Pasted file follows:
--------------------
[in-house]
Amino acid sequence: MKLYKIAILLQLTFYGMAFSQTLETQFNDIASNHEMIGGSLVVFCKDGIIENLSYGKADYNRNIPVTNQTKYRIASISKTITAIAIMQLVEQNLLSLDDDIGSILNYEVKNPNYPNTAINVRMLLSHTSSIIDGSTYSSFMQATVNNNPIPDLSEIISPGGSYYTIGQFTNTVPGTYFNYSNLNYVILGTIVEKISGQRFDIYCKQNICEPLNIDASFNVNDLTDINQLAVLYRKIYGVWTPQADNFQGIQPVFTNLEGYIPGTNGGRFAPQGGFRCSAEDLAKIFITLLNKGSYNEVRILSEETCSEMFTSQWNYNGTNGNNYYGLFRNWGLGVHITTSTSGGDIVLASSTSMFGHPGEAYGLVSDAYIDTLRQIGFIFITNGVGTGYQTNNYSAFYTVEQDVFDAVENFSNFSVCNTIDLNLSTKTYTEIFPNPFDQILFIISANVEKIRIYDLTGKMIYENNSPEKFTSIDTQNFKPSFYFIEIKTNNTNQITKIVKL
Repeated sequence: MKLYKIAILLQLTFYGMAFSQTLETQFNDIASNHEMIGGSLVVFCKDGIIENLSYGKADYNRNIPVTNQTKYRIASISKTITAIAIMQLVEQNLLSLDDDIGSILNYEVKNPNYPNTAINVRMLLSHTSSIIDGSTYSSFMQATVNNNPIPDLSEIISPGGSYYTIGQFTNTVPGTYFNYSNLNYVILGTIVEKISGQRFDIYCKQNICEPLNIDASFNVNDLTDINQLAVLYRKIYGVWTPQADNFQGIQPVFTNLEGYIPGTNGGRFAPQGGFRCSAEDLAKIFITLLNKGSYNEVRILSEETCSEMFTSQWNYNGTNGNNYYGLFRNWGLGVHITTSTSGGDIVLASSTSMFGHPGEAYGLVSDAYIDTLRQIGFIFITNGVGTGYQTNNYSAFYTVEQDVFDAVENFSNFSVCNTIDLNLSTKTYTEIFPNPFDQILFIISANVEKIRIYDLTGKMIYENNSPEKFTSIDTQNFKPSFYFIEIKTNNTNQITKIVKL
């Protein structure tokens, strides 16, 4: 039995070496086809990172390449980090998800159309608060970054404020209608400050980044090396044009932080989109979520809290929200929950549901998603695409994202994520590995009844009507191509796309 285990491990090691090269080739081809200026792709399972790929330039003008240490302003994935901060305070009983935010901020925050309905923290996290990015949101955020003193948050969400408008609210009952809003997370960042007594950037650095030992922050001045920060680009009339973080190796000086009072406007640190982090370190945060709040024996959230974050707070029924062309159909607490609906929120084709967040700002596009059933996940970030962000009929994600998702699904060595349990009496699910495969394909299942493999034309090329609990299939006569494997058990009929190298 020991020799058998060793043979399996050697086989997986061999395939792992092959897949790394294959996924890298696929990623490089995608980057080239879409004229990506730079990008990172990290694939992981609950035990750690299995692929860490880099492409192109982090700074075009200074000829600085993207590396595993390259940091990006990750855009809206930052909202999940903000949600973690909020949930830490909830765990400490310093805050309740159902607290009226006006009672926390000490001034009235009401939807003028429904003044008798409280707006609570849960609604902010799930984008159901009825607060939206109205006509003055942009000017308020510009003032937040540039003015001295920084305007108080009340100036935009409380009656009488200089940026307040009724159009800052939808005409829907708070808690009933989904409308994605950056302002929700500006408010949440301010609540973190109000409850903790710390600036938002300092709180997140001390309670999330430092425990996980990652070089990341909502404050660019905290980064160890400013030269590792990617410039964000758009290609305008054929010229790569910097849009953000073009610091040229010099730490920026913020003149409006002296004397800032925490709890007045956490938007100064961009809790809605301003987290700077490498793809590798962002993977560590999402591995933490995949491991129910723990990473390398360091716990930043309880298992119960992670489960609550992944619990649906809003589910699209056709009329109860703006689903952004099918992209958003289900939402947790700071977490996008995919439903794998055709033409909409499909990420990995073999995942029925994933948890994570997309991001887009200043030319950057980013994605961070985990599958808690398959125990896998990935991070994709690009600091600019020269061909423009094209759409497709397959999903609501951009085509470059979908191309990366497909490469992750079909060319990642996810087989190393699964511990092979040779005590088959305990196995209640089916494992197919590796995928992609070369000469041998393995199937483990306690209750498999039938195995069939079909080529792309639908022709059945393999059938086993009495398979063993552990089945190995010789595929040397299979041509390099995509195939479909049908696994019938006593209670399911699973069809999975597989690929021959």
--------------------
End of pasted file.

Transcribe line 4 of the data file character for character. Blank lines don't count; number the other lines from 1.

């Protein structure tokens, strides 16, 4: 039995070496086809990172390449980090998800159309608060970054404020209608400050980044090396044009932080989109979520809290929200929950549901998603695409994202994520590995009844009507191509796309 285990491990090691090269080739081809200026792709399972790929330039003008240490302003994935901060305070009983935010901020925050309905923290996290990015949101955020003193948050969400408008609210009952809003997370960042007594950037650095030992922050001045920060680009009339973080190796000086009072406007640190982090370190945060709040024996959230974050707070029924062309159909607490609906929120084709967040700002596009059933996940970030962000009929994600998702699904060595349990009496699910495969394909299942493999034309090329609990299939006569494997058990009929190298 020991020799058998060793043979399996050697086989997986061999395939792992092959897949790394294959996924890298696929990623490089995608980057080239879409004229990506730079990008990172990290694939992981609950035990750690299995692929860490880099492409192109982090700074075009200074000829600085993207590396595993390259940091990006990750855009809206930052909202999940903000949600973690909020949930830490909830765990400490310093805050309740159902607290009226006006009672926390000490001034009235009401939807003028429904003044008798409280707006609570849960609604902010799930984008159901009825607060939206109205006509003055942009000017308020510009003032937040540039003015001295920084305007108080009340100036935009409380009656009488200089940026307040009724159009800052939808005409829907708070808690009933989904409308994605950056302002929700500006408010949440301010609540973190109000409850903790710390600036938002300092709180997140001390309670999330430092425990996980990652070089990341909502404050660019905290980064160890400013030269590792990617410039964000758009290609305008054929010229790569910097849009953000073009610091040229010099730490920026913020003149409006002296004397800032925490709890007045956490938007100064961009809790809605301003987290700077490498793809590798962002993977560590999402591995933490995949491991129910723990990473390398360091716990930043309880298992119960992670489960609550992944619990649906809003589910699209056709009329109860703006689903952004099918992209958003289900939402947790700071977490996008995919439903794998055709033409909409499909990420990995073999995942029925994933948890994570997309991001887009200043030319950057980013994605961070985990599958808690398959125990896998990935991070994709690009600091600019020269061909423009094209759409497709397959999903609501951009085509470059979908191309990366497909490469992750079909060319990642996810087989190393699964511990092979040779005590088959305990196995209640089916494992197919590796995928992609070369000469041998393995199937483990306690209750498999039938195995069939079909080529792309639908022709059945393999059938086993009495398979063993552990089945190995010789595929040397299979041509390099995509195939479909049908696994019938006593209670399911699973069809999975597989690929021959």